Certified Wound Care Nursing Career Guide


    Certified Wound Care Nursing Career Guide

    By Mariam Yazdi

    Wound care nurses are those who bring their skills and technique together in a way that heals patients both physically and mentally. Nurses who decide to become certified in wound care have committed to entering a specialty, one that has increased in demand as the needs of our population increases. Read on to learn about this important branch of nursing!

    Part One What is a Certified Wound Care Nurse?

     Nurses who are certified in wound care have furthered their education to pursue the specialty of treating wounds (CWCN), continence care (CCCN), ostomies (COCN), or all three, making them fully Certified Wound Ostomy and Continence Nurse (CWOCN).

     These certified nurses are considered experts in their field of wound treatment and typically work dedicated positions in hospitals, nursing homes, and home health agencies. They receive consultations for treatment and monitoring of wounds/ostomies, provide direct care, educate patients, families, and nurses, and manage wound care programs.

    Part Two Educational requirements

    To be certified by the Wound Ostomy and Continence Nursing Certification Board (WOCNCB), a bachelor's degree in nursing is required.

    Part Three How to specialize

    The WOCNCB is a commonly recognized certifying board exclusively for nurses. There are other certifying bodies, like the American Board of Wound Management (grants the Certified Wound Specialist cert) or the National Alliance of Wound Care and Ostomy (grants the Wound Care Certification). Both are open to many healthcare professionals, including physical therapists, physicians, licensed vocational nurses, etc. It is important to check with your facility about which certification they recognize.

    Gaining certification from the WOCNCB requires that you obtain schooling from their board-approved list of programs. These include brick and mortar universities to online-only schools. The curriculum will typically include 2 semesters (about 15 credit hours) worth of courses, with a separate clinical component in which students must find a board-certified preceptor. Clinical practicum hours may range from 140-180 hours. The cost of education varies by program and can be anywhere from $2,500 to $6,500 depending on how many specialties of wound care you are certified in (i.e. only wound care versus wound, ostomy, and continence).

    There is also an option to obtain certification via experience. This requires 50 related CEs and 1500 hours of clinical exposure for each branch of certification desired, over the last 5 years. Recertification for all specialties occurs every 5 years.

    The cost of the actual exam varies depending on how many specialties you are pursuing. One specialty is $395. Four specialties are $670. A discount of $100 is granted for those who fail the exam the first time and wish to take it again.

    Part Four Available career opportunities

    Many facilities have a designated position for certified wound nurses. It is typically a salary position with a subsequent eight-hour weekday schedule. Some hospitals have wound care teams where certified nurses work on wound prevention, will receive consults and treat patients throughout the day. There are also travel nurse position for wound care nurses, with pay packages comparable to ones in other specialties.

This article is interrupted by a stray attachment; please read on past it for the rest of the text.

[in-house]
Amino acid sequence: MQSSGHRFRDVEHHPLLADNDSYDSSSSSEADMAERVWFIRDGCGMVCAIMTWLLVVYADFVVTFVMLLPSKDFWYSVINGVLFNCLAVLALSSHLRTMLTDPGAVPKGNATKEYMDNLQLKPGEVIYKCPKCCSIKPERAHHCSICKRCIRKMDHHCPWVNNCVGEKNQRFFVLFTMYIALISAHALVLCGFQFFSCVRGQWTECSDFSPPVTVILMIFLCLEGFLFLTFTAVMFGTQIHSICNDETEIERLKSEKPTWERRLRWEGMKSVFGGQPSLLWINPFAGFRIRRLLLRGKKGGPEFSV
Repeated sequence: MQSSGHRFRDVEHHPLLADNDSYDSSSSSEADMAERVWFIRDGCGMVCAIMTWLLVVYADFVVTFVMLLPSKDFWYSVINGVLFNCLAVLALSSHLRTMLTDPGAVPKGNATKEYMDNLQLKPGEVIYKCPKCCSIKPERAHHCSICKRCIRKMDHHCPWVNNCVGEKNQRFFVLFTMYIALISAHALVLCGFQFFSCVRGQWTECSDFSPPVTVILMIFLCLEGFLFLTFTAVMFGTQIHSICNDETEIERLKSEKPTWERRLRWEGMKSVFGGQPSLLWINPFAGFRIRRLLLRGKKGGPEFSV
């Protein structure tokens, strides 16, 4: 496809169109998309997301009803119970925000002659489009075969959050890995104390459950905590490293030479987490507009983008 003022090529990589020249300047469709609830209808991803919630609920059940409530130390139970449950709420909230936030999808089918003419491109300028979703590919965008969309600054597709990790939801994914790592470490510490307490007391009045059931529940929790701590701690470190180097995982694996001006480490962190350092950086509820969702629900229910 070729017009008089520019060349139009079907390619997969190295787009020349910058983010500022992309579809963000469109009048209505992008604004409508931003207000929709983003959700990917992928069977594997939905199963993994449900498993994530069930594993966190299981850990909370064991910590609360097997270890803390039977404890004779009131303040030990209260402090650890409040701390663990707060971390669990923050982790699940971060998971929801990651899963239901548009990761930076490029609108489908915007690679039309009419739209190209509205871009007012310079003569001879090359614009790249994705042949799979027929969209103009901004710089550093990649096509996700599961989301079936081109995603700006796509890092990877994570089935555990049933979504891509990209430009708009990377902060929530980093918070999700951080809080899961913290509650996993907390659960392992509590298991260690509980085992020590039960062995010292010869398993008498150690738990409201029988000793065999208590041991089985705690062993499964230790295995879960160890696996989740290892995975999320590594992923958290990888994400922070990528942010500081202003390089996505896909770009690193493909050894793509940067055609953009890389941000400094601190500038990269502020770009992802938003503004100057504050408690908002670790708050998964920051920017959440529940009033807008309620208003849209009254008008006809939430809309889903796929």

Part Five Income ranges

    Because these certified nurses are considered a specialty, many employers offer a salary differential for this role. According to Indeed.com, the national reported average salary for wound care nurses (doesn’t specify certification) is $82,905. The lowest salary was reported in Arkansas for $58,875. Below are the states with the reported highest annual salaries:

    Oregon $111,015
    California $108,445
    Iowa $105,019
    Massachusetts $100,389
    Delaware $90,706

    Part Six Career outlook

    The career outlook is expected to increase for many reasons. There is a growing population with a multitude of needs, many of them needing the assistance of wound care experts. There has also been an increasing emphasis on wound prevention in inpatient settings as it is a big cost to hospitals; from treatment to lack of reimbursements to fines, this all provides an incentive for hospitals to hire wound care specialists in full-time roles.

    Part Seven What to expect

    Because certified wound care nurses are a specialty, they are consulted by physicians, give recommendations, and treat and follow up on patients just as any consulting team does. Many wound care teams will draft and institute wound, ostomy, and incontinence policies. Wound care nurses work with a provider when placing orders on wound dressing types, how often to change the dressing, and other details of their recommendations.

    Learn more:

    If you are interested in being a part of an exclusive Wound Management chapter, you can consider joining WOCN Society of Nurses. This is a society where wound care nurses share best practices, gain access to research and journals, and continuing education courses. The membership dues range from $60 to $170. For other wound care resources, check out the links below!

    Nursing Scholarship

    Nurse.org

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